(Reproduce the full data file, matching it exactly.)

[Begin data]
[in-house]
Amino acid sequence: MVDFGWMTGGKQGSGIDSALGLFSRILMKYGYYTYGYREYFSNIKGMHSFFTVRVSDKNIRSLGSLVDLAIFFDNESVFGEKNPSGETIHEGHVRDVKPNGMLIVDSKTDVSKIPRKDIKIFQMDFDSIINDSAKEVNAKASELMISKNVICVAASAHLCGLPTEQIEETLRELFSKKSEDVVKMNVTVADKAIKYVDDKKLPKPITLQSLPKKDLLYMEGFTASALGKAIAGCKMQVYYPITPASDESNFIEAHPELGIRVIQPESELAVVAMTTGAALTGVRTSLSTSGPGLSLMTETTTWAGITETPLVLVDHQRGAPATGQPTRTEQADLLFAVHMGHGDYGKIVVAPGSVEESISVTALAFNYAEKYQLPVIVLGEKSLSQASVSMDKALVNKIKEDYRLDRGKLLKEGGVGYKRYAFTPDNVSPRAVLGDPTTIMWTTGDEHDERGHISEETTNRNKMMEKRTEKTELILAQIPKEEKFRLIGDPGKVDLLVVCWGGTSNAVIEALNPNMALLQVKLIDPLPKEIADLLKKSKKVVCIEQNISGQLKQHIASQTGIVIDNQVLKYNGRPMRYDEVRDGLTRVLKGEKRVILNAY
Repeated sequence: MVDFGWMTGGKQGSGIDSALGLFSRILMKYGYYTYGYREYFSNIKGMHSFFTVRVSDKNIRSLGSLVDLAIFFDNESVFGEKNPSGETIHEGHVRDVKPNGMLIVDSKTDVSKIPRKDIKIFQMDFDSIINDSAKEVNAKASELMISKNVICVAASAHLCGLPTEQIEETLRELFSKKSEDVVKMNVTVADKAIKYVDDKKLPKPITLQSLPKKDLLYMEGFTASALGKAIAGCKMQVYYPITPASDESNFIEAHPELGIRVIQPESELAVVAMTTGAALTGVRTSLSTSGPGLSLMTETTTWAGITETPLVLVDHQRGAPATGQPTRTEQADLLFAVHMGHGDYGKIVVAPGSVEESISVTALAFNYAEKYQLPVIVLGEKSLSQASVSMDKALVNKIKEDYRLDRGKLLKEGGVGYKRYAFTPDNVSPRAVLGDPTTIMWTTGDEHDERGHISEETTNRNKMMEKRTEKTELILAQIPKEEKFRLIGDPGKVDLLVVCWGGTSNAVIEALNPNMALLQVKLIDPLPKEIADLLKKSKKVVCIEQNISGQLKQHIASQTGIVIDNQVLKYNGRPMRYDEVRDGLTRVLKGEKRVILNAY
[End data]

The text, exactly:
[in-house]
Amino acid sequence: MVDFGWMTGGKQGSGIDSALGLFSRILMKYGYYTYGYREYFSNIKGMHSFFTVRVSDKNIRSLGSLVDLAIFFDNESVFGEKNPSGETIHEGHVRDVKPNGMLIVDSKTDVSKIPRKDIKIFQMDFDSIINDSAKEVNAKASELMISKNVICVAASAHLCGLPTEQIEETLRELFSKKSEDVVKMNVTVADKAIKYVDDKKLPKPITLQSLPKKDLLYMEGFTASALGKAIAGCKMQVYYPITPASDESNFIEAHPELGIRVIQPESELAVVAMTTGAALTGVRTSLSTSGPGLSLMTETTTWAGITETPLVLVDHQRGAPATGQPTRTEQADLLFAVHMGHGDYGKIVVAPGSVEESISVTALAFNYAEKYQLPVIVLGEKSLSQASVSMDKALVNKIKEDYRLDRGKLLKEGGVGYKRYAFTPDNVSPRAVLGDPTTIMWTTGDEHDERGHISEETTNRNKMMEKRTEKTELILAQIPKEEKFRLIGDPGKVDLLVVCWGGTSNAVIEALNPNMALLQVKLIDPLPKEIADLLKKSKKVVCIEQNISGQLKQHIASQTGIVIDNQVLKYNGRPMRYDEVRDGLTRVLKGEKRVILNAY
Repeated sequence: MVDFGWMTGGKQGSGIDSALGLFSRILMKYGYYTYGYREYFSNIKGMHSFFTVRVSDKNIRSLGSLVDLAIFFDNESVFGEKNPSGETIHEGHVRDVKPNGMLIVDSKTDVSKIPRKDIKIFQMDFDSIINDSAKEVNAKASELMISKNVICVAASAHLCGLPTEQIEETLRELFSKKSEDVVKMNVTVADKAIKYVDDKKLPKPITLQSLPKKDLLYMEGFTASALGKAIAGCKMQVYYPITPASDESNFIEAHPELGIRVIQPESELAVVAMTTGAALTGVRTSLSTSGPGLSLMTETTTWAGITETPLVLVDHQRGAPATGQPTRTEQADLLFAVHMGHGDYGKIVVAPGSVEESISVTALAFNYAEKYQLPVIVLGEKSLSQASVSMDKALVNKIKEDYRLDRGKLLKEGGVGYKRYAFTPDNVSPRAVLGDPTTIMWTTGDEHDERGHISEETTNRNKMMEKRTEKTELILAQIPKEEKFRLIGDPGKVDLLVVCWGGTSNAVIEALNPNMALLQVKLIDPLPKEIADLLKKSKKVVCIEQNISGQLKQHIASQTGIVIDNQVLKYNGRPMRYDEVRDGLTRVLKGEKRVILNAY